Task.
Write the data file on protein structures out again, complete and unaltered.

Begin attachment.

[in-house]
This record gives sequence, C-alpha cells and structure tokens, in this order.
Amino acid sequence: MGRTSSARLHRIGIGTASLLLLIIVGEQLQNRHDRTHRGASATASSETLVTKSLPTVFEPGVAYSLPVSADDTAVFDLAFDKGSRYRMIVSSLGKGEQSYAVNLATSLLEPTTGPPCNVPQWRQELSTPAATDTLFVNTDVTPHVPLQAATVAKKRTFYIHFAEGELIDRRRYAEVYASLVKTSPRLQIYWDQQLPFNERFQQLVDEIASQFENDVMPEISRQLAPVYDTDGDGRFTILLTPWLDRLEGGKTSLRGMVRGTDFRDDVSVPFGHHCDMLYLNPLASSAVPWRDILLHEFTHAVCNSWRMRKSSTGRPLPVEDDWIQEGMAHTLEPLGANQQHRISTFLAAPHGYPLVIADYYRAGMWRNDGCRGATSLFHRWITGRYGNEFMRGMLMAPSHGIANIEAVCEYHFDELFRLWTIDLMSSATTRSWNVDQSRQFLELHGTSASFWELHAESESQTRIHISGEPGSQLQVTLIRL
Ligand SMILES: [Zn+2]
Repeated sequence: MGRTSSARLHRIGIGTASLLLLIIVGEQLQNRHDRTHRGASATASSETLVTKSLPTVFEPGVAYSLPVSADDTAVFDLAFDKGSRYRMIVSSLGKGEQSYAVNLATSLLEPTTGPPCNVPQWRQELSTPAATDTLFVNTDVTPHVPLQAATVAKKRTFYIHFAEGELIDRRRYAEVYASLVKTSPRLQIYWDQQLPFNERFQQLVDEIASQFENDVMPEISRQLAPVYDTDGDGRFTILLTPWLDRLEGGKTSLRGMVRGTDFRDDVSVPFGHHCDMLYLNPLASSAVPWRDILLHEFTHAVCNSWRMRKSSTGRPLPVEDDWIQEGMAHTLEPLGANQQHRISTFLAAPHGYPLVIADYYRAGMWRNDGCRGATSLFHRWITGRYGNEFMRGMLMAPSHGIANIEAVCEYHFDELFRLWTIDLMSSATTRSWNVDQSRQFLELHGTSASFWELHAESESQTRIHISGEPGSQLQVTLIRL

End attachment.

[in-house]
This record gives sequence, C-alpha cells and structure tokens, in this order.
Amino acid sequence: MGRTSSARLHRIGIGTASLLLLIIVGEQLQNRHDRTHRGASATASSETLVTKSLPTVFEPGVAYSLPVSADDTAVFDLAFDKGSRYRMIVSSLGKGEQSYAVNLATSLLEPTTGPPCNVPQWRQELSTPAATDTLFVNTDVTPHVPLQAATVAKKRTFYIHFAEGELIDRRRYAEVYASLVKTSPRLQIYWDQQLPFNERFQQLVDEIASQFENDVMPEISRQLAPVYDTDGDGRFTILLTPWLDRLEGGKTSLRGMVRGTDFRDDVSVPFGHHCDMLYLNPLASSAVPWRDILLHEFTHAVCNSWRMRKSSTGRPLPVEDDWIQEGMAHTLEPLGANQQHRISTFLAAPHGYPLVIADYYRAGMWRNDGCRGATSLFHRWITGRYGNEFMRGMLMAPSHGIANIEAVCEYHFDELFRLWTIDLMSSATTRSWNVDQSRQFLELHGTSASFWELHAESESQTRIHISGEPGSQLQVTLIRL
Ligand SMILES: [Zn+2]
Repeated sequence: MGRTSSARLHRIGIGTASLLLLIIVGEQLQNRHDRTHRGASATASSETLVTKSLPTVFEPGVAYSLPVSADDTAVFDLAFDKGSRYRMIVSSLGKGEQSYAVNLATSLLEPTTGPPCNVPQWRQELSTPAATDTLFVNTDVTPHVPLQAATVAKKRTFYIHFAEGELIDRRRYAEVYASLVKTSPRLQIYWDQQLPFNERFQQLVDEIASQFENDVMPEISRQLAPVYDTDGDGRFTILLTPWLDRLEGGKTSLRGMVRGTDFRDDVSVPFGHHCDMLYLNPLASSAVPWRDILLHEFTHAVCNSWRMRKSSTGRPLPVEDDWIQEGMAHTLEPLGANQQHRISTFLAAPHGYPLVIADYYRAGMWRNDGCRGATSLFHRWITGRYGNEFMRGMLMAPSHGIANIEAVCEYHFDELFRLWTIDLMSSATTRSWNVDQSRQFLELHGTSASFWELHAESESQTRIHISGEPGSQLQVTLIRL